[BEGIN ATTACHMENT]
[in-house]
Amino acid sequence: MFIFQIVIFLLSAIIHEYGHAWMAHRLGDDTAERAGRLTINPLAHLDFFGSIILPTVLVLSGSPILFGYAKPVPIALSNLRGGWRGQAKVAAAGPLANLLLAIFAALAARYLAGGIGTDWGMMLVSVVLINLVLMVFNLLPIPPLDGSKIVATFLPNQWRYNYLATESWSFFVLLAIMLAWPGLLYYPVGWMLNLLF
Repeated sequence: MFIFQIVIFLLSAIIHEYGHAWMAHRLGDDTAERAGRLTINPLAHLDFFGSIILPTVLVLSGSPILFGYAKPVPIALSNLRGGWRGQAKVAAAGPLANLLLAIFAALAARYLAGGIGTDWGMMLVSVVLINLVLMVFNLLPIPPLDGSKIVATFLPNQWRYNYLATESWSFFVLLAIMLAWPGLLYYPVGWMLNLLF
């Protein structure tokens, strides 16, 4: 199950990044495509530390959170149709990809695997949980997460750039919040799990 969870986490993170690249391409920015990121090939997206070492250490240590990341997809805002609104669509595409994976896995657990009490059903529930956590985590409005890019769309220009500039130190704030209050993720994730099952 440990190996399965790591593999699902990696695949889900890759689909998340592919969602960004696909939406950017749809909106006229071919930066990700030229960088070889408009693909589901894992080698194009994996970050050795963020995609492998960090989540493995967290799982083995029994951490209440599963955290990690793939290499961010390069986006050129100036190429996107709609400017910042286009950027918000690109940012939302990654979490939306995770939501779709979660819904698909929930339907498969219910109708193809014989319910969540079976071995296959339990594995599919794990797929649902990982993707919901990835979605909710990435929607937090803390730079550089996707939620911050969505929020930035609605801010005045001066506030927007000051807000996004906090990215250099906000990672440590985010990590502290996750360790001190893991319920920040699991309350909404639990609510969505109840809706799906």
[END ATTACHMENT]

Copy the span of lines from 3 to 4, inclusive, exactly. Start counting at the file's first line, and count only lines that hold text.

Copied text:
Repeated sequence: MFIFQIVIFLLSAIIHEYGHAWMAHRLGDDTAERAGRLTINPLAHLDFFGSIILPTVLVLSGSPILFGYAKPVPIALSNLRGGWRGQAKVAAAGPLANLLLAIFAALAARYLAGGIGTDWGMMLVSVVLINLVLMVFNLLPIPPLDGSKIVATFLPNQWRYNYLATESWSFFVLLAIMLAWPGLLYYPVGWMLNLLF
């Protein structure tokens, strides 16, 4: 199950990044495509530390959170149709990809695997949980997460750039919040799990 969870986490993170690249391409920015990121090939997206070492250490240590990341997809805002609104669509595409994976896995657990009490059903529930956590985590409005890019769309220009500039130190704030209050993720994730099952 440990190996399965790591593999699902990696695949889900890759689909998340592919969602960004696909939406950017749809909106006229071919930066990700030229960088070889408009693909589901894992080698194009994996970050050795963020995609492998960090989540493995967290799982083995029994951490209440599963955290990690793939290499961010390069986006050129100036190429996107709609400017910042286009950027918000690109940012939302990654979490939306995770939501779709979660819904698909929930339907498969219910109708193809014989319910969540079976071995296959339990594995599919794990797929649902990982993707919901990835979605909710990435929607937090803390730079550089996707939620911050969505929020930035609605801010005045001066506030927007000051807000996004906090990215250099906000990672440590985010990590502290996750360790001190893991319920920040699991309350909404639990609510969505109840809706799906």